Social Security Disability Law Profitability Revisited

Submitted by cgi on Fri, 05/06/2016 - 20:00

In late 2014, we published a blog analyzing the profitability of Social Security disability attorneys and advocates at the hearing level. Now, we've set out to revisit the topic and outline what has changed in the past 18 months.

To recap: Back in late 2014, many Social Security disability attorneys saw a decrease in hearing level profitability due to a 3.57% decrease in the hearing approval rate.

The rate of hearings held to hearings decided decreased from 93% in 2013 to 90% in 2014, further decreasing profitability. Additionally, hearing decisions were delayed by 3.89%, slowing profits, but not permanently realized. This was explained by the fact that ALJ staffing decreased from 1,576 ALJs making decisions in 2013 to 1,494 judges in 2014. In 2014, Social Security disability practices might have experienced a 7% decrease in year over year profitability with about 4% of the profit delayed.

Hearing Approval Rates

The first bit of good news is the fully favorable hearing rates have stabilized since 2014 despite declining 9.17% between 2011 and 2014. Between 2014 and 2016, the fully favorable hearing rates remain virtually unchanged from 47.48% in 2014 to 46.82% in 2016. If you include partially favorable decisions, the award percent has slightly risen from 53.73% in 2014 to 54.30% in 2016.

YearDeniedFully FavorablePartially FavorableTotal
2011 37.541756.65755.800862.4583
201242.279351.87785.843057.7207
201345.018449.00885.972954.9816
201446.269247.48326.247653.7308
201546.587346.57236.840453.4127
201645.703546.82257.474054.2965

(compiled from www.ssa.gov/appeals/DataSets/archive/archive_data_reports.html)

Since 2014, the rate of hearings held to hearing decisions has increased from about 90.2% in 2014 to, 96% in 2015 to 92.1% in 2016. This increase shows that judges are beginning to process claims more efficiently after the hearings. The increase in hearing decisions should account for about a 4% percentage point increase in profitability between 2014 and 2015. In 2016, the rate is at 92.1%, which is lower than 2015 but still higher than 2014. Hopefully, this number will increase as the year progresses.

Number of Hearings Held to Decisions

YearDecisionsHearings HeldHearings Held to Decisions
20116287386440570.976214838
20126468096723520.962009483
20136380636858400.93033798
20145544706146810.902045126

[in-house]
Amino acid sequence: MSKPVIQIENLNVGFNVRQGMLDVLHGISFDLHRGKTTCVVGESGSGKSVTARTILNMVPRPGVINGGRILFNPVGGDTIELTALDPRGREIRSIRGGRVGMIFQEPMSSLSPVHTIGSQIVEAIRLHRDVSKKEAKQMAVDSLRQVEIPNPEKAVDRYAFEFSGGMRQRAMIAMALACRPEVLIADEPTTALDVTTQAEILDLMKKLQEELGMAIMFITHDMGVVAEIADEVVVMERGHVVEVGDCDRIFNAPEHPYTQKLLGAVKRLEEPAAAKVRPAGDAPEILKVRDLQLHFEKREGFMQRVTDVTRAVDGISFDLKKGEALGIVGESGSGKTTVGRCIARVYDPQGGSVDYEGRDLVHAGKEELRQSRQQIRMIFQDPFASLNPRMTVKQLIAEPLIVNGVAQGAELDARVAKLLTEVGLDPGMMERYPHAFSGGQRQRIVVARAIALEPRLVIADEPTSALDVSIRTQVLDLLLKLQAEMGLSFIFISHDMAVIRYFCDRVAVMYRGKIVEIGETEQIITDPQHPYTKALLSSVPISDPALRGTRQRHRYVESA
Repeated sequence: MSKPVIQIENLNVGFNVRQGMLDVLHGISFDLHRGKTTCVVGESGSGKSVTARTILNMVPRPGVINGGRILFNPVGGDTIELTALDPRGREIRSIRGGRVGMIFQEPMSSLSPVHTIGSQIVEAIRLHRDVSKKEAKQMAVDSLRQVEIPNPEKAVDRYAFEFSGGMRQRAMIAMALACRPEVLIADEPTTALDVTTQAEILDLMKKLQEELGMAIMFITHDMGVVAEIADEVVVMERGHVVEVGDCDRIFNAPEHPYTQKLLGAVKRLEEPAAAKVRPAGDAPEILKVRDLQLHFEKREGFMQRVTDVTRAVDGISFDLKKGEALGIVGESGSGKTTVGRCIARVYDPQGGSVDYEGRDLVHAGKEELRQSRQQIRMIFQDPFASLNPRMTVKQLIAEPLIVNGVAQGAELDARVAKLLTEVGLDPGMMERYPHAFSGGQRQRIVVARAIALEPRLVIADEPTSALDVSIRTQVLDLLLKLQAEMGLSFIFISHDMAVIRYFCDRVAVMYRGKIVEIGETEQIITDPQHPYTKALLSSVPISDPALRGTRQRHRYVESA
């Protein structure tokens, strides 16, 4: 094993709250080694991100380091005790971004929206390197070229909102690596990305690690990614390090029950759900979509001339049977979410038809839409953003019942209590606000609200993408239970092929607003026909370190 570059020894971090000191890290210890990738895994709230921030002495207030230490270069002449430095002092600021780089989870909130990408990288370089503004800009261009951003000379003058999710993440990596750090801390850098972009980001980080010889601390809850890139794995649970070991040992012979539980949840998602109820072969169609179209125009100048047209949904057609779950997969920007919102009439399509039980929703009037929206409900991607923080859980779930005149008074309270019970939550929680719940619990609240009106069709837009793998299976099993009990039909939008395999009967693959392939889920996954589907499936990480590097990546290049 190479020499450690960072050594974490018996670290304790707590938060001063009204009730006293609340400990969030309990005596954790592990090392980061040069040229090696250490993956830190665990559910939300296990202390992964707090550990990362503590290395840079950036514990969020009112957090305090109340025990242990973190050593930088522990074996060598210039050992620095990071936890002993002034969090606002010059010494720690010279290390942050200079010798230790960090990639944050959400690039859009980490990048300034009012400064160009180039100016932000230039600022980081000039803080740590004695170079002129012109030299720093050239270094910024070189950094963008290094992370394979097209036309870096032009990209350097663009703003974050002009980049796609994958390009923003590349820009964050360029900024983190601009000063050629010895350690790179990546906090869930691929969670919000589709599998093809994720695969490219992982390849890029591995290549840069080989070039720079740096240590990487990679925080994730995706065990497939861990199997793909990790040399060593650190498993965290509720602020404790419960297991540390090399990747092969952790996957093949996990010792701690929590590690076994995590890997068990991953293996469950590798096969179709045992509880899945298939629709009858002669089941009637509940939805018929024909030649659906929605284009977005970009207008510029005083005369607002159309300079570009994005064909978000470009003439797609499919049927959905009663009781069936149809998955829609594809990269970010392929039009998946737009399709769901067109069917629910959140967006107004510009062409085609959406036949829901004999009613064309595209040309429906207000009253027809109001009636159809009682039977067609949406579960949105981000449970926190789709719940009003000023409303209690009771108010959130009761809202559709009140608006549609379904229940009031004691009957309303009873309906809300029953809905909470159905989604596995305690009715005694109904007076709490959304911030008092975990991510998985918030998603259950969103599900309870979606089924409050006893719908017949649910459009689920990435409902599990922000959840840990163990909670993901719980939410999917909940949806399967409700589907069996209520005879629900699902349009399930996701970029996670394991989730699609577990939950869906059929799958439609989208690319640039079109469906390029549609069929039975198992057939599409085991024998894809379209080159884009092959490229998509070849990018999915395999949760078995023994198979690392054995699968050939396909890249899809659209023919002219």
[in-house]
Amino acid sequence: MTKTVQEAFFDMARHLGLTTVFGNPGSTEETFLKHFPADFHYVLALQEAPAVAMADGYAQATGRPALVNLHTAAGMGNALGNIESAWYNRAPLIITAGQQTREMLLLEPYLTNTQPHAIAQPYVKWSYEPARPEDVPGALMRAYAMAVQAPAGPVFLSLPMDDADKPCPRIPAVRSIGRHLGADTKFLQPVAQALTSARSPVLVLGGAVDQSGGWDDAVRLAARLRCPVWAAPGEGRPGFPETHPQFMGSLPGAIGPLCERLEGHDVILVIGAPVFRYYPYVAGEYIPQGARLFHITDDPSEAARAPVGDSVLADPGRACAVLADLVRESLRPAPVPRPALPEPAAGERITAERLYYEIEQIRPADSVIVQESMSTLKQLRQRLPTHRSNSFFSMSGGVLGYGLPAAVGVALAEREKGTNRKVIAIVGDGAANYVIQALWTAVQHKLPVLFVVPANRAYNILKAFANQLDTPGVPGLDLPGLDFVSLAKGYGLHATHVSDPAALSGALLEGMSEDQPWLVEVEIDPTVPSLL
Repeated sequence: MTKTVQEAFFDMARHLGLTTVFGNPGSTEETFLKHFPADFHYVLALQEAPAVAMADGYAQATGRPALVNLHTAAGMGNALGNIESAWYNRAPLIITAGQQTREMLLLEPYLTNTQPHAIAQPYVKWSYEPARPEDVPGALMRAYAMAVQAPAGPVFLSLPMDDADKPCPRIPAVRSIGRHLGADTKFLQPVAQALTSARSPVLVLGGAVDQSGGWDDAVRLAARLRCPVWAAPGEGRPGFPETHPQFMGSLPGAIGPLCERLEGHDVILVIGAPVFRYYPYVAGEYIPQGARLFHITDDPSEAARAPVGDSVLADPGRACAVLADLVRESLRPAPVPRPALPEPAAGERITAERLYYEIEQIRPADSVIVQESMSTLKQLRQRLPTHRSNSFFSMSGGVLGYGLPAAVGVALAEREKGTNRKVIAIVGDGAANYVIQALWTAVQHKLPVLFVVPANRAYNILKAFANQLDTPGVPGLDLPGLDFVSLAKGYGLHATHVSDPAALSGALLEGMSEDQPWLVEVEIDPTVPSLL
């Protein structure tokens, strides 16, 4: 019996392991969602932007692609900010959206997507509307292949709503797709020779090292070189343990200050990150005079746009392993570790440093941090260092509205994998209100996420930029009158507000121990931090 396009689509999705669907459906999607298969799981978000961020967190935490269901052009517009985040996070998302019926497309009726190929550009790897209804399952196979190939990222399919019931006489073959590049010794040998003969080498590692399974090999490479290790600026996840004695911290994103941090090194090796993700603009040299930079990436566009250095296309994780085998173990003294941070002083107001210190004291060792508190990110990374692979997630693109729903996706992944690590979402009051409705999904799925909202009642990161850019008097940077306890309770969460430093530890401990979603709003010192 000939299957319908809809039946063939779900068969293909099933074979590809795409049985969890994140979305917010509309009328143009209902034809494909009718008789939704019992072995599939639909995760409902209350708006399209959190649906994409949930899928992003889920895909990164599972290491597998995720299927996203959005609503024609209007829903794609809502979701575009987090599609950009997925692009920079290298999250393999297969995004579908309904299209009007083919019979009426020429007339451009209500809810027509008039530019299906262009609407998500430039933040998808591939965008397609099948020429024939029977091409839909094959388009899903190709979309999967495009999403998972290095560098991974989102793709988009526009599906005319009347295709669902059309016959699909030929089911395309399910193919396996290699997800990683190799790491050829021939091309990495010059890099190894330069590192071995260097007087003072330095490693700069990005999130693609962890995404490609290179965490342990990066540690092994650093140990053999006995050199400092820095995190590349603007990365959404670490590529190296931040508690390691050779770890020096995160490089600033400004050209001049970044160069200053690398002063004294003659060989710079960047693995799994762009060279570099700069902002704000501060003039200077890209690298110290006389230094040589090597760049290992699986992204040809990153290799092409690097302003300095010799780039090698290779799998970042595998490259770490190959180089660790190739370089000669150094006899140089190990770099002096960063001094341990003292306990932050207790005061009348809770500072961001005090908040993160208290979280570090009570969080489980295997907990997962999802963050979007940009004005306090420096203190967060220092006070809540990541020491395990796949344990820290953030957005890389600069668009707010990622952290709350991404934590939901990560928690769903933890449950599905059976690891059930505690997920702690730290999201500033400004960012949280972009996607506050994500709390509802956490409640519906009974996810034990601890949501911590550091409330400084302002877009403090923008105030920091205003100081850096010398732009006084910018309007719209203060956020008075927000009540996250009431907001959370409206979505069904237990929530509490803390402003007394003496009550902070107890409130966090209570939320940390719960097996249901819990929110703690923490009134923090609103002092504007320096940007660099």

20155414445638930.960189256
20162513922729540.921005005

(compiled from www.ssa.gov/appeals/DataSets/archive/archive_data_reports.html) *projected at current pace

Volume of Disability Applications

While the volume of disability applications has continued to decline since 2011, this does not appear to be a reason for concern. After the economic downturn in 2008, many individuals turned to disability benefits as job availability become more constrained. We will likely continue to see a correlation between the unemployment rate and volume of disability applications.

As a company, we receive thousands of requests for free disability evaluation requests each week and have seen a very consistent volume over the past five years, despite the overall decline in disability applications. This is likely due to the fact that the Social Security disability space is less competitive than it was in 2011 when law firms flocked to the hot area of law.

YearApplications
20112,878,920
20122,820,812
20132,640,100
20142,521,459
20152,412,267
20162,300,312*

(compiled from http://www.ssa.gov/OACT/STATS/dibStat.html#f3) *projected at current pace

Staffing Considerations

Since 2014, the number of Judges making decisions has increased by about 100 in 2015 and by 50 thus far in 2016 vs. 2014. Even though applications and hearings requested have decreased, there are substantially more Judges. The increase in Judges is likely a large contributor to the aforementioned increase in hearings held to hearings decided. If the SSA maintains the current roster of judges, we should start to see a decrease in hearing wait times and hearing decision duration.

YearJudges Making Decisions
20111515
20121605
20131576
20141496
20151601
20161546

(compiled from www.ssa.gov/appeals/DataSets/archive/archive_data_reports.html) *projected at current pace

Average Representative Fee

While the previous data show that the Social Security disability legal industry has stabilized, perhaps the best news is that the average 2016 attorney fee has increased to its highest since 2011. After declining by $256.94 between 2011 and 2014, the average representative fee has increased by $139.3 to $3,006.67 thus far in 2016. This increase can likely be explained by the decrease in percent of hearings held to decisions we saw in 2014. Since the SSA was holding many more hearings than it was making decisions, back pay likely increased for claimants who were awaiting decisions in 2014 and 2015.

YearAvg Fee
2011$3,124.31
2012$2,961.25
2013$2,848.76
2014$2,867.37
2015$2,959.35
2016$3,006.67

(compiled https://www.ssa.gov/representation/statistics.htm)

Looking Forward

The Social Security disability industry is showing great improvement since 2014. The approval rate has stabilized, the ratio of hearings requested to hearings decided is increasing, there are more judges deciding cases, and average attorney fees are the highest since 2011. Hopefully these trends will continue and SSD attorneys and advocates will have a fruitful future.